(b)  “US House Members in their Constituencies“, Richard F. Fenno Jr, American Political Science Review, September 1977 — Hat tip to Matt Corley.  Excerpt:

I should not have been surprised, therefore, when I heard every one of my seventeen members introduced at home as “the best congressman in the United States.” But I was not prepared to find each of them polishing this individual reputation at the expense of the institutional reputation of the Congress. … Individual members do not take responsibility for the performance of Congress; rather each portrays himself as a fighter against its manifest shortcomings. Their willingness, at some point, to stand and defend their votes contrasts sharply with their disposition to run and hide when a defense of Congress is called for. Congress is not “we”; it is “they.” And members of Congress run for Congress by running against Congress. Thus, individual explanations carry with them a heavy dosage of critical commentary on Congress.

Other posts about this on the FM website

The previous post in this series:  A Washington Insider looks at America, but does not understand what he sees, 7 September 2011

About American politics:

  1. Lilliput or America – who has a better way to choose its leaders?, 19 November 2008
  2. About campaigns for high office in America – we always expect a better result from the same process, 17 June 2009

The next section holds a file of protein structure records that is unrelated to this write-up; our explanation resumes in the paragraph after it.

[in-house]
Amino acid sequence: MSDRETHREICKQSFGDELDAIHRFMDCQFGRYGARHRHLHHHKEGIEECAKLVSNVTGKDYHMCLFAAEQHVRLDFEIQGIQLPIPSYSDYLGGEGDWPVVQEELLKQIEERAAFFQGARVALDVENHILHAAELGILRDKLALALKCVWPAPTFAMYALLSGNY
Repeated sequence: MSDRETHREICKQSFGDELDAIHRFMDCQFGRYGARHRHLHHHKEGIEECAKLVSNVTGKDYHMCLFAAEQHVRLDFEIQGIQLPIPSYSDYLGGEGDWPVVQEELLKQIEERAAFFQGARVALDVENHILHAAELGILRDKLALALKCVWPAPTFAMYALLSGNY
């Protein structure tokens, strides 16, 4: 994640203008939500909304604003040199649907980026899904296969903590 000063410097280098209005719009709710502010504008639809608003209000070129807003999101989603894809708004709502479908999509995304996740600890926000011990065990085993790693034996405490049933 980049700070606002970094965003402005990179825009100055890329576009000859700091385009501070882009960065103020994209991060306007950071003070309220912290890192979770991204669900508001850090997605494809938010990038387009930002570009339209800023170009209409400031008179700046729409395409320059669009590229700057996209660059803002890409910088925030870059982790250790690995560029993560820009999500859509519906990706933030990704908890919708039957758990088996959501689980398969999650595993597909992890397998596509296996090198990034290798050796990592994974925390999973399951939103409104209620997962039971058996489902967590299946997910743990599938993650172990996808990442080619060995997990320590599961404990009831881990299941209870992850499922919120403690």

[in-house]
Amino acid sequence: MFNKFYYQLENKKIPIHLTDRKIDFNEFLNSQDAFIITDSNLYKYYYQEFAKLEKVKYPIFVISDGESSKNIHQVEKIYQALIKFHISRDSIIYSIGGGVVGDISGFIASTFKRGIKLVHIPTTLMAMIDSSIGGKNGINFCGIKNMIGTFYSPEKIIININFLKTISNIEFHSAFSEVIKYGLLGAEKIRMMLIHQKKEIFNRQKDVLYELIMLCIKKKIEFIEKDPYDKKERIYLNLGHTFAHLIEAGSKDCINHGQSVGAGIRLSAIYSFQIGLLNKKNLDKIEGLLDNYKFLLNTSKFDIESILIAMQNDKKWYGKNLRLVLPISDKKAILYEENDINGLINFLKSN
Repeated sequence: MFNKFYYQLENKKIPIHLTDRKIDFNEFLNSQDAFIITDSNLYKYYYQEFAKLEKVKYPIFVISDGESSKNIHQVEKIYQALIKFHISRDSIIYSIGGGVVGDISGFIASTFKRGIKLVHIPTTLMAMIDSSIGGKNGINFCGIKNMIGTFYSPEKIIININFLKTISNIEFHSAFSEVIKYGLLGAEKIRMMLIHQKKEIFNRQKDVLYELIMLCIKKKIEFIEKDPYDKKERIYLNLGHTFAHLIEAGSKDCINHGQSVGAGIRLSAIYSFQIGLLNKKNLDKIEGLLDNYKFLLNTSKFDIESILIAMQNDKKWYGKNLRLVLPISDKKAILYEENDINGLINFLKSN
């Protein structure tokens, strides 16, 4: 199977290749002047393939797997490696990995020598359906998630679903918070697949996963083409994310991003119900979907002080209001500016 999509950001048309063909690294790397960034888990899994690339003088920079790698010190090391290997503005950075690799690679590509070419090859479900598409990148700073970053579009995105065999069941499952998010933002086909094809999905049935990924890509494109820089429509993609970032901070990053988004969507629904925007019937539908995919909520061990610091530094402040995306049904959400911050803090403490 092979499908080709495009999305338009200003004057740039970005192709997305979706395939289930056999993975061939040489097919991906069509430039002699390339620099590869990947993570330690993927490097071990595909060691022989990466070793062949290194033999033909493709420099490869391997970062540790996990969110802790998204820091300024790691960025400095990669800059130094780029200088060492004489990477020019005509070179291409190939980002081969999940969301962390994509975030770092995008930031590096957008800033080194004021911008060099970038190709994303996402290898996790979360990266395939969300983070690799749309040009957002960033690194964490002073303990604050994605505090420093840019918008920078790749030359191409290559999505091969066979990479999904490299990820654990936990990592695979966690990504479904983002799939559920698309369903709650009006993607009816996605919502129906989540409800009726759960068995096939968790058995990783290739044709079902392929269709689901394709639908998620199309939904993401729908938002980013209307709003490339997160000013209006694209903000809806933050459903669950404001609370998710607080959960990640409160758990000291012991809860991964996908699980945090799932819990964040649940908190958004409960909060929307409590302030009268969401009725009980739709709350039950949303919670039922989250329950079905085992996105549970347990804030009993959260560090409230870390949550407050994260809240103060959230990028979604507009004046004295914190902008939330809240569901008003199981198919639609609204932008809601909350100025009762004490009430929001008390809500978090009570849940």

3. More about the tottering structure of the American political regime, 17 August 2009
  4. Please put on every milk carton: America’s political class is MIA, 17 November 2009
  5. Campaign finance reform = incumbent protection, 20 December 2009
  6. The breakdown of the American political system, pointing to a new and better future, 2 February 2010
  7. More people participating in politics: is this good for America?, 20 June 2010
  8. Programs to reshape the American mind, run by the left and right, 2 August 2010
  9. Which political party will best protect our liberties?, 10 September 2010
  10. Our leaders have made a discovery of the sort that changes the destiny of nations, 1 September 2010
  11. Polarization and hot rhetoric conceal two similar political parties. Will we ever notice?, 29 October 2010
  12. We have the leaders we deserve. Visit McDonald’s to learn why., 30 October 2010

7 thoughts on “Hear the cattle bellowing in the chutes. Will they revolt?”

  1. I have to agree with your conclusion for the moment. We need to lose a lot more before we resort to pick forks and shot guns. But even you have to admit those days are closer than they have been in my lifetime.

  2. The problem is that we don’t elect our representatives every two years, money does. Working the political machinery designed by the Founders would be nice if it were working, but it is corrupted again by money and power (buying candidates and representation.) We are beyond working for a candidate, circulating petitions, making contributions, hosting discussion groups, etc. You do something akin with your website and it is very hard for me to notice success in changing anything even though I agree with most of your opinions. A mass movement as the excerpt implies is a way to change things, but we don’t have all of the ingredients, most importantly, a capable leader.

    1. “we don’t elect our representatives every two years, money does.”